Five panelists argued over the place charter schools should occupy in the state’s educational system Monday night.
To Helen Ladd, the Susan B. King professor emerita of public policy and economics at Duke University, charter schools should be confined to the “fringe” of the system — with a few schools offering new ideas and sharing them with traditional public schools.
“If you limit them that way, you can pay attention to quality assurance,” Ladd said. “You can authorize the best charter school proposals, and then make sure they have the support they need so that they can work well.”
But Lisa Gordon Stella, co-chair of the NC Association of Public Charter Schools, said the state needs more, not fewer, charter schools. She argued charters and charter-like models, with decentralized control and flexibility, are the beginning of needed reforms in a changing landscape.
“Why are we sending our children to schools that are not changing with the information age?” Stella said. “We should all be outraged and demand change.”
The News and Observer, in partnership with ABC 11, hosted the event as one of the monthly community forum events. Monday’s conversation was moderated by Ned Barnett, N&O editorial page editor.
Natalie Beyer, Durham board of education member and Parents Across America member, said she wants more accountability attached to charter schools which receive taxpayer money. Beyer suggested a magnet school model instead.
“In my mind, that is what a charter school should actually be,” Beyer said. “Better charter school policy would be for charter schools to be operated under local boards of education, so that you, as a taxpayer in the community, could go and vote for a board of education member to have oversight of the charter school.”
Tawannah Allen, associate professor in the School of Education at High Point University and member of Bridges2Success, an organization that supports male students of color throughout their educational experience, said the flexibility charters are given helps better serve specific populations in creative ways.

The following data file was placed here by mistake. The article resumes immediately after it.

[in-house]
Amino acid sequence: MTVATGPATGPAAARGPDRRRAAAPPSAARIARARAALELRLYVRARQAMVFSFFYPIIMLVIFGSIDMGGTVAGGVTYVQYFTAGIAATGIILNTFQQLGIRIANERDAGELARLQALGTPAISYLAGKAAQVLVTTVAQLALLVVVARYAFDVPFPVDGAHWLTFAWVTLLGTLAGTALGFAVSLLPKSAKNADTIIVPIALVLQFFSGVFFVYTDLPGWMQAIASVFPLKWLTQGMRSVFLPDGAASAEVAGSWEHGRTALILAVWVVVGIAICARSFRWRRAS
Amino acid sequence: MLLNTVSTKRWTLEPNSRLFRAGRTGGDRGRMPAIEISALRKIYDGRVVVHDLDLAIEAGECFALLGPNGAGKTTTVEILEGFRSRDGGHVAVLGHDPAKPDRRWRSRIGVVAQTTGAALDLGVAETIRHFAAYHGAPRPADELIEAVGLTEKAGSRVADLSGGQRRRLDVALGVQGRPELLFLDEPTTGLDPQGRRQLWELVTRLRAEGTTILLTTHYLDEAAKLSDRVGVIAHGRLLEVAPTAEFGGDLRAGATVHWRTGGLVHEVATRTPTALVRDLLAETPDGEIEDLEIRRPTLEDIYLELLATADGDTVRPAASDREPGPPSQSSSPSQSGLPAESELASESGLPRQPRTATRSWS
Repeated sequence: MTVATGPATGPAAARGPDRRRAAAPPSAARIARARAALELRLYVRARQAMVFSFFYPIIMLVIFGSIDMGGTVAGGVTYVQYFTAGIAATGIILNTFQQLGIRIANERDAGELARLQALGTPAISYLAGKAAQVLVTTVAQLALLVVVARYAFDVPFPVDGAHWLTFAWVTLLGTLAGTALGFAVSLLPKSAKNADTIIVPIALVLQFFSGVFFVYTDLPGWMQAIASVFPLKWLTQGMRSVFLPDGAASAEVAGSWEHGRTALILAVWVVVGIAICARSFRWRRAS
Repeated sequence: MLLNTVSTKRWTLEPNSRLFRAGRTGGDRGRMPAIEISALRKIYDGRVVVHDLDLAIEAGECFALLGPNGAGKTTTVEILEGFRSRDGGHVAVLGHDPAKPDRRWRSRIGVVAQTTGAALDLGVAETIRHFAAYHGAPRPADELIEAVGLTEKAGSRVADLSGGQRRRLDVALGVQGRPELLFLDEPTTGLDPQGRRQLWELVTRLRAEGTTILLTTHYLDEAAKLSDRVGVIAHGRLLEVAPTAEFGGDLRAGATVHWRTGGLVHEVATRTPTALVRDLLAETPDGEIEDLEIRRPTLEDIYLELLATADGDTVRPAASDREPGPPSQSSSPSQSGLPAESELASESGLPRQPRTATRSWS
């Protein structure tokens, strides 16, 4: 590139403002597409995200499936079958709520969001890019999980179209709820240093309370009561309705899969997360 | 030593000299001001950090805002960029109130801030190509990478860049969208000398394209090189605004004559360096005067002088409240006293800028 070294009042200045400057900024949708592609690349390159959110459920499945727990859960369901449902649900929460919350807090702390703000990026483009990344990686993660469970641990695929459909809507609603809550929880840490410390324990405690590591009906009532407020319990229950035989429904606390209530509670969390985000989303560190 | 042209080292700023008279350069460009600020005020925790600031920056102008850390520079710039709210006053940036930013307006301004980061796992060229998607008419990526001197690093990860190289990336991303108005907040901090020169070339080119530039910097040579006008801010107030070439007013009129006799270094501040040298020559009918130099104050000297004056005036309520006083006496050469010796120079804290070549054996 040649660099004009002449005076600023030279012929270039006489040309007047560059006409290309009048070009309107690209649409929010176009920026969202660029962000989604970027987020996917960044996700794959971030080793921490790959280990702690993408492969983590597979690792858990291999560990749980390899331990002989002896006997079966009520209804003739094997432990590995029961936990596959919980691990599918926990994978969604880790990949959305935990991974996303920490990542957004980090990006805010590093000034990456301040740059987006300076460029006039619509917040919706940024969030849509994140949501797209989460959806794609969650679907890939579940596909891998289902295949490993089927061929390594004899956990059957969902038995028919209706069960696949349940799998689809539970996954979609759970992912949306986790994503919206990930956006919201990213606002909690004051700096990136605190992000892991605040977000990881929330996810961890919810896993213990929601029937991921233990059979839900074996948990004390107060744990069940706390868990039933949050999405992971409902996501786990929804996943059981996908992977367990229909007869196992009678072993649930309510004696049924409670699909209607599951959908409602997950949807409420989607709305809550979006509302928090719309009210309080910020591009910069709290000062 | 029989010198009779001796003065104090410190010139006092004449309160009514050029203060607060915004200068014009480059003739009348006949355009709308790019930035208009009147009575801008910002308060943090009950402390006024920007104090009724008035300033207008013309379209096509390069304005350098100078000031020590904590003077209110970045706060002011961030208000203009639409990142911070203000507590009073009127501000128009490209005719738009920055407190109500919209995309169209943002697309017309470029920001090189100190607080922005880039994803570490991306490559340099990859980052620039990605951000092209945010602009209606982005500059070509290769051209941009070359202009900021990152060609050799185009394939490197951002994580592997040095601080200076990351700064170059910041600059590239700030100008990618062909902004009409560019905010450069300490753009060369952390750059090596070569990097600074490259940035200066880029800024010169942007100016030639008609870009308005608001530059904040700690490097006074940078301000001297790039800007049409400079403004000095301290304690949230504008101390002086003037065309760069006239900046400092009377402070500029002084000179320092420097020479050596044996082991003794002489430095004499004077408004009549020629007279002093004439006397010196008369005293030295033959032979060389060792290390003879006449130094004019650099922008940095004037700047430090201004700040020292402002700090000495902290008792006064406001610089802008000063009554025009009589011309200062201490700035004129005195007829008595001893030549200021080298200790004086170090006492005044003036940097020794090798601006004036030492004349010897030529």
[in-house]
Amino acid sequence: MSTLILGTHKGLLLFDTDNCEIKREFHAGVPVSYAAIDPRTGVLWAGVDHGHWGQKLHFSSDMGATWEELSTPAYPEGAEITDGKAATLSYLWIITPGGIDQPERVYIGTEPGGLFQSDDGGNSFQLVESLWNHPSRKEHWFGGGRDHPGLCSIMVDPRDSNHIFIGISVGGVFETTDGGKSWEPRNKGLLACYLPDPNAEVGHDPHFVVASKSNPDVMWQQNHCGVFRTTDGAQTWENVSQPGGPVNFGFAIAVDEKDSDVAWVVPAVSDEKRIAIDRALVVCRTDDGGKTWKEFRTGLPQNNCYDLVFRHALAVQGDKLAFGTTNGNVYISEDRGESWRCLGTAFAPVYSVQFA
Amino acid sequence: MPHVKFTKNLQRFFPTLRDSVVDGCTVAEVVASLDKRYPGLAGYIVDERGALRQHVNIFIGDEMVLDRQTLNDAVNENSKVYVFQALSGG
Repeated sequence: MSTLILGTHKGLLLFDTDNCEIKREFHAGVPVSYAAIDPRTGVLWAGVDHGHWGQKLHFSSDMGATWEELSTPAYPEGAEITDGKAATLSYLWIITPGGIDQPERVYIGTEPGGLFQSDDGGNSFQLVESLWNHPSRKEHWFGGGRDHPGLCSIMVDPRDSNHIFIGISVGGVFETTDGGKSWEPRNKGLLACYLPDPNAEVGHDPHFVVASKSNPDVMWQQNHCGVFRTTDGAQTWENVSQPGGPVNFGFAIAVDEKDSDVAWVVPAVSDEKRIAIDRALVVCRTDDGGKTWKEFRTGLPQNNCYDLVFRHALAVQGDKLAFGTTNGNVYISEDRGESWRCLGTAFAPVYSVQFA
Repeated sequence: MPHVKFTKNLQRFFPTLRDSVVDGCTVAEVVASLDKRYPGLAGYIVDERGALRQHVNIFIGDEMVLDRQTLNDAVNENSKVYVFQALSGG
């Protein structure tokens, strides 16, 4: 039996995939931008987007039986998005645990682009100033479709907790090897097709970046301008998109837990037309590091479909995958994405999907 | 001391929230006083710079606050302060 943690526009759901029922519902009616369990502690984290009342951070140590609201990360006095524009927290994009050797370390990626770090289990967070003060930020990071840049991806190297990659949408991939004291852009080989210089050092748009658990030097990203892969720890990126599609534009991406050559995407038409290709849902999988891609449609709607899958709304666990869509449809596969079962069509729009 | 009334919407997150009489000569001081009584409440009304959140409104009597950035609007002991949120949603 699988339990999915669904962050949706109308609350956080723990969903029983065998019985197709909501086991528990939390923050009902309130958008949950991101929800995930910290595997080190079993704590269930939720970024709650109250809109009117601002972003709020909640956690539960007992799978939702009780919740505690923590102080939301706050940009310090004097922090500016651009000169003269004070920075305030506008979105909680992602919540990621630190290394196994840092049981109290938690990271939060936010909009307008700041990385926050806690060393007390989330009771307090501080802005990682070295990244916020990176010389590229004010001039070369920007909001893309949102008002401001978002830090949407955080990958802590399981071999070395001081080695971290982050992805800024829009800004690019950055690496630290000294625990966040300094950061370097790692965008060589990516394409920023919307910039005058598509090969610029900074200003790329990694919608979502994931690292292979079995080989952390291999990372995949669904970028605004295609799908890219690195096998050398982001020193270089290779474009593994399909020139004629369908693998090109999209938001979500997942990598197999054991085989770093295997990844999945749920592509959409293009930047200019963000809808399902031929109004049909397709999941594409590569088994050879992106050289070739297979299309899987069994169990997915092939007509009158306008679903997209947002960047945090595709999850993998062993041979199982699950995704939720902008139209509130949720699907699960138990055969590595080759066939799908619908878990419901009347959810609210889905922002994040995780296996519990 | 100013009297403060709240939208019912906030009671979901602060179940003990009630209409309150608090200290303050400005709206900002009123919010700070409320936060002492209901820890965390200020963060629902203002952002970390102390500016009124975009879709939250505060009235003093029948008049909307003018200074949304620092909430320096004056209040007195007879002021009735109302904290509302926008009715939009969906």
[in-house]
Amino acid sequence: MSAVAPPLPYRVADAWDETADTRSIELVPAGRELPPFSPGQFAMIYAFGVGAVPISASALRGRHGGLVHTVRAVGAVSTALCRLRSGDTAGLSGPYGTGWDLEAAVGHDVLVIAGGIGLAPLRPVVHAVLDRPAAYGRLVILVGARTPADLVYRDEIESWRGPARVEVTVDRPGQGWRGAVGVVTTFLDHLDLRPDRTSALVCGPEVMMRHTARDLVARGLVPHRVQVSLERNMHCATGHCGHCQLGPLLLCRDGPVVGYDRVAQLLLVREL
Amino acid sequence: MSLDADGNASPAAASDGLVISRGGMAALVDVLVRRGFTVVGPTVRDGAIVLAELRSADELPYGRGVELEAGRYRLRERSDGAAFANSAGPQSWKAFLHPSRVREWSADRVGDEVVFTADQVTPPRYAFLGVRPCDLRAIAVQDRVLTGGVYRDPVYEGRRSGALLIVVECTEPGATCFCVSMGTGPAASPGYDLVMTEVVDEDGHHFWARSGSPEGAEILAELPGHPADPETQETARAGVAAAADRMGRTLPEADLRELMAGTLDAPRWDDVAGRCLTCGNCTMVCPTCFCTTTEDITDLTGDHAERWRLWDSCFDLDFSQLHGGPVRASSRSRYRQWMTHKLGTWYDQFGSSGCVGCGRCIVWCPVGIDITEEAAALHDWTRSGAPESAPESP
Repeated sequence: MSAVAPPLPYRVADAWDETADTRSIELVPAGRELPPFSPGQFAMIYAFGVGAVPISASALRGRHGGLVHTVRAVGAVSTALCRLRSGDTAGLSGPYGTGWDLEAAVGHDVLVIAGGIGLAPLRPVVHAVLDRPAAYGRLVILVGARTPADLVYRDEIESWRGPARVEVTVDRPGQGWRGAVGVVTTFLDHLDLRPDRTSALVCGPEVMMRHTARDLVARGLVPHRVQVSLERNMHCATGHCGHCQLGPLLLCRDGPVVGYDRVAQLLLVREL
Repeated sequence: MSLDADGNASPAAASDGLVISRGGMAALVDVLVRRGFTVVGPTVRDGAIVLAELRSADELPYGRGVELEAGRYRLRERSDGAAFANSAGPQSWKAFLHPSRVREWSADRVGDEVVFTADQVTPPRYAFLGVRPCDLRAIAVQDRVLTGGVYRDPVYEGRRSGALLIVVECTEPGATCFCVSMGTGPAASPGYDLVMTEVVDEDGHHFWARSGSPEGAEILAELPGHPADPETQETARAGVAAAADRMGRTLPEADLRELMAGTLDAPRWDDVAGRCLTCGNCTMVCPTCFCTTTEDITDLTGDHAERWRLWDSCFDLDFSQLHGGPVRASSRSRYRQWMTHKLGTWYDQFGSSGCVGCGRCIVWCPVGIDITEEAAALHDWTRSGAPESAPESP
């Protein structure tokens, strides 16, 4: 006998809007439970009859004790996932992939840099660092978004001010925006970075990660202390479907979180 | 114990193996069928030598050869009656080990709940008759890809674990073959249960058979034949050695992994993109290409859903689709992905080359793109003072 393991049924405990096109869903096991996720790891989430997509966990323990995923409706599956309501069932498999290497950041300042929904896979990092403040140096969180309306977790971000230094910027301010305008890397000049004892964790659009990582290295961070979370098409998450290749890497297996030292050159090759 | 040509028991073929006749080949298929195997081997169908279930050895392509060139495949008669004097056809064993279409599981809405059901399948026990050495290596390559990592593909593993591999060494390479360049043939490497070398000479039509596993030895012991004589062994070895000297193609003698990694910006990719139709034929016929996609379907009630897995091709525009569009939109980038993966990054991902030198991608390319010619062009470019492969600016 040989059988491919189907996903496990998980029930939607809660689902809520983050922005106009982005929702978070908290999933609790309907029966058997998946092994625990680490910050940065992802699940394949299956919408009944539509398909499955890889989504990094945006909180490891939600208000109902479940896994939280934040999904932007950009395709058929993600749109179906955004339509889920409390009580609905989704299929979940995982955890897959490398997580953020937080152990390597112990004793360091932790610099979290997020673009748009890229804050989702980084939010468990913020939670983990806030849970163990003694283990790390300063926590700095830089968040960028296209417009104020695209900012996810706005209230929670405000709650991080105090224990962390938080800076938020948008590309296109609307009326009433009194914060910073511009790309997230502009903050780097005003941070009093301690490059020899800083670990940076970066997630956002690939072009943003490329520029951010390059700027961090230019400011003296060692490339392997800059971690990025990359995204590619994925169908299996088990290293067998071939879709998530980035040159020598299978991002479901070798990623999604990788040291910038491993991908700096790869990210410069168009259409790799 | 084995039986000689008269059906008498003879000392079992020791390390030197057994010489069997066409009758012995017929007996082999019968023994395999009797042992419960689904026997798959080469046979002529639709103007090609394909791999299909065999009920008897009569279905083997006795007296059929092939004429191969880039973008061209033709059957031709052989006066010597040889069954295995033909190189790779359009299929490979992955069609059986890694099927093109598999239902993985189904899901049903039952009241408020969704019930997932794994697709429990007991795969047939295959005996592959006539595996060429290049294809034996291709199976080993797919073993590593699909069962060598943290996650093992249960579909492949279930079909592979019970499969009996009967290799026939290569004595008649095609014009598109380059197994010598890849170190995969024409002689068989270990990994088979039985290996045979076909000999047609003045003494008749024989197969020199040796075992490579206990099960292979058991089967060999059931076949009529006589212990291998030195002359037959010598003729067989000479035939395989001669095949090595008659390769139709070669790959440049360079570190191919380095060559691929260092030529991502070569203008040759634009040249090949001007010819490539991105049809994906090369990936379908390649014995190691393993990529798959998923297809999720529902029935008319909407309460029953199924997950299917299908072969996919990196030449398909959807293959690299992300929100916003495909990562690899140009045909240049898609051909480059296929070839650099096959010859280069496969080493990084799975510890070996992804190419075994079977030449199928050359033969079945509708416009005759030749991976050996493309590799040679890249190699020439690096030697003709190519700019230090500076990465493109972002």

Allen is on the board of Global Scholars Academy, a high-poverty and high-minority charter school in Durham. She said students from low-income families, often students of color, are falsely associated with low academic standards and outcomes.
“… How do we look at creative ways of educating kids of color?” Allen said. “How do we look at engaging them? And a benefit of charter schools is that … they do have the innovation and the creativity to engage kids so that learning can be optimal.”
Pamela Blizzard, managing director and founder of Research Triangle High School, a charter school, said she sees the role of charter schools as an important one. “This is a ship that has sailed,” Blizzard said of the charter movement.
“I would welcome a conversation tonight to talk about how charters, as this unique piece of the public education system, can do more for our students,” Blizzard said. “What innovations can we bring with the flexibility and site-based control that we do have, that’s in our hands, to help all children succeed, and how can we increase the opportunity for us to do that?”